Web Identity Showdown: Ethereum vs WebAuthn

I recently came across an article titled “Ethereum Single Sign On Might be the Future of Internet App Log In“.

Like the more well known Bitcoin, Ethereum is a cryptocurrency. But there are many who would argue that the platform supersedes its value as a cryptocurrency by providing an ecosystem for building decentralized apps and so called smart contracts.

While the idea of using a cryptocurrency platform for SSO seems out there at first glance, Gary Gensler actually discusses the use of blockchain for digital identity in his MIT blockchain lecture series (though a bit disappointingly, his discussion ends up being far more philosophical than technical).

The article proposes that users register a .eth domain name and then use that as “a decentralized self-custody username system” and as a replacement for SSO.

For a number of reasons, this approach seems like a reach to me given the general lack of technical savvy among the public and general lack of knowledge of the crypto ecosystem. And ironically it creates a centralized identity on a system that’s meant to be decentralized in nature.

Rather than Ethereum or cryptocurrencies, I think that the most likely technology that will change how we identify ourselves on the Internet in the near future will be a protocol called WebAuthn.

The Problem with Passwords

Before we get into WebAuthn, it helps to understand what is fundamentally broken with the way identity verification is handled on the Internet today. By and large, identity is still handled using usernames and passwords.

And it is the password that is the weakest link.

In 2019, Microsoft published an article which outlined the reason they dropped password expiration policies in Active Directory.

There’s no question that the state of password security is problematic and has been for a long time. When humans pick their own passwords, too often they are easy to guess or predict. When humans are assigned or forced to create passwords that are hard to remember, too often they’ll write them down where others can see them. When humans are forced to change their passwords, too often they’ll make a small and predictable alteration to their existing passwords, and/or forget their new passwords. When passwords or their corresponding hashes are stolen, it can be difficult at best to detect or restrict their unauthorized use.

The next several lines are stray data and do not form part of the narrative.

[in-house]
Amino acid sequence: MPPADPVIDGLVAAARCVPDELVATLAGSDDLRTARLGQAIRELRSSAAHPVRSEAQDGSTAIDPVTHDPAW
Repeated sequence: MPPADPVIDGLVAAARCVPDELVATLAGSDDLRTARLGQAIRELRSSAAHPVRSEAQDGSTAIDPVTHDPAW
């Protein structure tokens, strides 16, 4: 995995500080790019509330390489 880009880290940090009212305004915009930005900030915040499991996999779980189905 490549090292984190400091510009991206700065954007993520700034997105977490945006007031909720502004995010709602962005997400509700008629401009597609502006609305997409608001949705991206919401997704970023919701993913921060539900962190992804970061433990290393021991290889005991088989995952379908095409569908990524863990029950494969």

It goes into great detail about how asinine many long standing password security policies can be in the face of reality and I recommend reading it in full.

One of the points made is that once a password or hash is compromised, immediate action should be taken rather than wait for an expiration period. And therein lies the crux of the problem: passwords are much easier to hack than most folks think.

An Arstechnica article from 2013 talks about how hackers can break cryptographically hashed passwords with a 90 percent success rate.

Enter Multi-Factor Authentication

To counter the inherent weakness of passwords, multi-factor authentication (MFA) was developed to add a second factor of identity verification.

The National Institute of Standards and Technologies (NIST) digital identity guideline recommends the use of two or more authenticators for multi-factor authentication. These fall into three simple categories:

  1. Something you know – like a password
  2. Something you have – such as a physical device or access to a secure resource
  3. Something you are – or the use of biometrics

MFA on the Internet largely relies on something you know and something you have. Typically, the thing that you “have” is access to an email account or phone number to receive a confirmation code or one time link.

But this has its own problems. How many of us dutifully log out of our email clients? What if your email account has been compromised? What about the known issues with SMS and just how easy it is to intercept SMS messages and reports of SIM swap hacks?

Multi-factor authentication itself is sound, but the problem is that the way it is executed today on the Internet has fundamental flaws.

How WebAuthn Will Change Identity on the Internet

That’s where WebAuthn comes in. WebAuthn is a protocol that has been developed by the Fast Identity Online (FIDO) Alliance.

The organization includes members like

  • Amazon, Facebook, Apple, Microsoft, and Google representing the tech industry.
  • Visa, MasterCard, American Express, and PayPal representing consumer financial transaction processors.
  • RSA, Ping Identity, and various other identity and security vendors.
  • As well as Intel, ARM, and Qualcomm representing chip suppliers.